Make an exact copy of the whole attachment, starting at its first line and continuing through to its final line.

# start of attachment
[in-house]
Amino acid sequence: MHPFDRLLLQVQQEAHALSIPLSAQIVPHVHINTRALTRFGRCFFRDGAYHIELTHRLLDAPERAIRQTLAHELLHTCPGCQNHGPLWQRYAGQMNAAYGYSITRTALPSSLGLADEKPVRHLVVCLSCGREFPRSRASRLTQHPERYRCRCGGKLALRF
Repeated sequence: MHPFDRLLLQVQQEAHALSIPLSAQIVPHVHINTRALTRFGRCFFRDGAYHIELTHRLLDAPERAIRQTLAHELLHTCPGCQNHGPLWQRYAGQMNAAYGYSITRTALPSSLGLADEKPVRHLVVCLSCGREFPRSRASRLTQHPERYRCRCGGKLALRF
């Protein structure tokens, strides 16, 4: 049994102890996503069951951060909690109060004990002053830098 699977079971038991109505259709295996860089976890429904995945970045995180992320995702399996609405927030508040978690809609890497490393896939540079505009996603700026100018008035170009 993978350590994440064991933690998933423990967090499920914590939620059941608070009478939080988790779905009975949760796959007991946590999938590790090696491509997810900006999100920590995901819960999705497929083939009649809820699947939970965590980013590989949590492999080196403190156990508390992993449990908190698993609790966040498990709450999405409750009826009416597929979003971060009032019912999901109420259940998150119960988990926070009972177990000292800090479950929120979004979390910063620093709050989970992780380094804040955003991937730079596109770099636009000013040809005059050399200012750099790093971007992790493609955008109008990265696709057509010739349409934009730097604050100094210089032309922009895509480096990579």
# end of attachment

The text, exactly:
[in-house]
Amino acid sequence: MHPFDRLLLQVQQEAHALSIPLSAQIVPHVHINTRALTRFGRCFFRDGAYHIELTHRLLDAPERAIRQTLAHELLHTCPGCQNHGPLWQRYAGQMNAAYGYSITRTALPSSLGLADEKPVRHLVVCLSCGREFPRSRASRLTQHPERYRCRCGGKLALRF
Repeated sequence: MHPFDRLLLQVQQEAHALSIPLSAQIVPHVHINTRALTRFGRCFFRDGAYHIELTHRLLDAPERAIRQTLAHELLHTCPGCQNHGPLWQRYAGQMNAAYGYSITRTALPSSLGLADEKPVRHLVVCLSCGREFPRSRASRLTQHPERYRCRCGGKLALRF
């Protein structure tokens, strides 16, 4: 049994102890996503069951951060909690109060004990002053830098 699977079971038991109505259709295996860089976890429904995945970045995180992320995702399996609405927030508040978690809609890497490393896939540079505009996603700026100018008035170009 993978350590994440064991933690998933423990967090499920914590939620059941608070009478939080988790779905009975949760796959007991946590999938590790090696491509997810900006999100920590995901819960999705497929083939009649809820699947939970965590980013590989949590492999080196403190156990508390992993449990908190698993609790966040498990709450999405409750009826009416597929979003971060009032019912999901109420259940998150119960988990926070009972177990000292800090479950929120979004979390910063620093709050989970992780380094804040955003991937730079596109770099636009000013040809005059050399200012750099790093971007992790493609955008109008990265696709057509010739349409934009730097604050100094210089032309922009895509480096990579």